Formal transgression: John Stuart Mill's philosophy of international affairs

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Rowman & Littlefield Publishers, Incorporated, 2000 - Philosophy - 163 pages
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This book is an important contribution to the emerging field of ethics and international affairs. Eddy Souffrant delieneates John Stuart Mill's philosophy of international relations, showing how a particular philosopher engaged with his world through philosophical analysis. Souffrant offers a critique of that engagment, and he suggests a number of theoretical and practical implications of Mill's work for contemporary domestic and global issues. The book argues that Mill's support for colonization is consistent with his overall philosophy of international relations, but demonstrates that only an additional independent analysis of colonization could find fault with both Mill's argument for and his support of colonization. The book includes an analysis of utilitarian group responsibility. Although Mill's concept of group responsibility is narrowly construed, Souffrant concludes with the claims that Mill's philosophy of international relations extends his social and political philosophy and that an ethics of international affairs privileges fundamentally a concept of group responsibility.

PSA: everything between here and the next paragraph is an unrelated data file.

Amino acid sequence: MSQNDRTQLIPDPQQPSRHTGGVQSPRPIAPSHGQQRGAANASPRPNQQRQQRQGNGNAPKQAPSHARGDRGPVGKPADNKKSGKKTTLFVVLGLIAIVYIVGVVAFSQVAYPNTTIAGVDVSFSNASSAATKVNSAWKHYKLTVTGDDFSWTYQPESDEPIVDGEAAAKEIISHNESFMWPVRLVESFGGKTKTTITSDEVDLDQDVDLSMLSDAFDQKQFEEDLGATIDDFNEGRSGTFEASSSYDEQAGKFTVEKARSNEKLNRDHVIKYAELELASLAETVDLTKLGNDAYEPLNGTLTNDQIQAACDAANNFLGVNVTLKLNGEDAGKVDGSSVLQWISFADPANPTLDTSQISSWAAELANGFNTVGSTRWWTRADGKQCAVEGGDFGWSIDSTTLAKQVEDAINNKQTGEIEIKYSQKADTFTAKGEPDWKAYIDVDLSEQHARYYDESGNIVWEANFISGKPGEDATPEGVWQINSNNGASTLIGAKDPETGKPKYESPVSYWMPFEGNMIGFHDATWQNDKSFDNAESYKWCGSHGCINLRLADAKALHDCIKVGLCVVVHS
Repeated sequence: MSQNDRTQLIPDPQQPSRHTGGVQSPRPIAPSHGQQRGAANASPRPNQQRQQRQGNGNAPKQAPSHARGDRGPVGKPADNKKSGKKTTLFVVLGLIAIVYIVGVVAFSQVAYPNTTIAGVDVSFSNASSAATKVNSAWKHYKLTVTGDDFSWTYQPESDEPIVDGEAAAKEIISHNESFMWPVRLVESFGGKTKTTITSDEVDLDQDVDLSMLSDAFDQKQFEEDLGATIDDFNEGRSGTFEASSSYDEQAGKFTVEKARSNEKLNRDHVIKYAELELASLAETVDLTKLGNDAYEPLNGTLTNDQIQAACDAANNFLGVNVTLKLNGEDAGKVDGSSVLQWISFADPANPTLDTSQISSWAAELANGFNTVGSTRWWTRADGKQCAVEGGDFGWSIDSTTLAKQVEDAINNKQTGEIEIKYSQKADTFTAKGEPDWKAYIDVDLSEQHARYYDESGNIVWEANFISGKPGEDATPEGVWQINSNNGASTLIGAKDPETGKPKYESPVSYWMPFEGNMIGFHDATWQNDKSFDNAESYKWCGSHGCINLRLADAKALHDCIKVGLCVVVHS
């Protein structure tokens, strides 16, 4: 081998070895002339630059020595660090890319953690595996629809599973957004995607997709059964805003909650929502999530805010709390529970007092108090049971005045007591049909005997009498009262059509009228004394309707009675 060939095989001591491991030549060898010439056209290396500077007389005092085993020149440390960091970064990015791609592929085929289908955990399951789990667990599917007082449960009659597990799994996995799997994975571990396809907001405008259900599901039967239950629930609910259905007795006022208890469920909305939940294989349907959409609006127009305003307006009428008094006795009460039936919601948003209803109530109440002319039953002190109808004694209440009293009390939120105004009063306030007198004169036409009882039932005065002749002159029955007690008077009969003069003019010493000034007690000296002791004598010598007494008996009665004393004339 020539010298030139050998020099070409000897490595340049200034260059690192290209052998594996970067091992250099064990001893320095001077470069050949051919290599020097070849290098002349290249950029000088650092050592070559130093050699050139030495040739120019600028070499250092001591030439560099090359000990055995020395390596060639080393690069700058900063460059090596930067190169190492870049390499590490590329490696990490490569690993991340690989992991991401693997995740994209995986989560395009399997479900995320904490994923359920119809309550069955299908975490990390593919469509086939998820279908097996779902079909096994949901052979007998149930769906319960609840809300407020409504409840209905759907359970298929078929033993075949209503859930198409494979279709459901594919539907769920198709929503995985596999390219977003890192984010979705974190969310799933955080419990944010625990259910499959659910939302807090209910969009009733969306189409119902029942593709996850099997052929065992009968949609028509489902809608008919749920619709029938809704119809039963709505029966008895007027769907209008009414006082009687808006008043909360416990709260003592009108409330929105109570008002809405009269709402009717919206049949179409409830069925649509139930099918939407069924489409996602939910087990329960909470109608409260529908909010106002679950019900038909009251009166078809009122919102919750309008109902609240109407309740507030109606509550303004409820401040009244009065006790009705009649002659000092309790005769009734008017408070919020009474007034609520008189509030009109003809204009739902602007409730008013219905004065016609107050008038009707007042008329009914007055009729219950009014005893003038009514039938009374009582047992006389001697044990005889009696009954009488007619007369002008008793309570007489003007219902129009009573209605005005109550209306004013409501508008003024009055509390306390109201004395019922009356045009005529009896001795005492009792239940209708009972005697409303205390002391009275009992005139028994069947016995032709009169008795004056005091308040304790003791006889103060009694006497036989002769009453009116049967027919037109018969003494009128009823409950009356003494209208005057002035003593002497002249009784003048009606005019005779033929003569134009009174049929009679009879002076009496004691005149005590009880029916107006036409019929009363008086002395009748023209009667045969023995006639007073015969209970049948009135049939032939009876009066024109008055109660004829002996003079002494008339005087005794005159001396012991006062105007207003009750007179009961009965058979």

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Prologue John Stuart Mills Ethics of International
Mills Ethics and Colonization
Utilitarianism As Moral and Ethical Theory

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About the author (2000)

Eddy M. Souffrant is assistant professor of applied philosophy at Marquette University.

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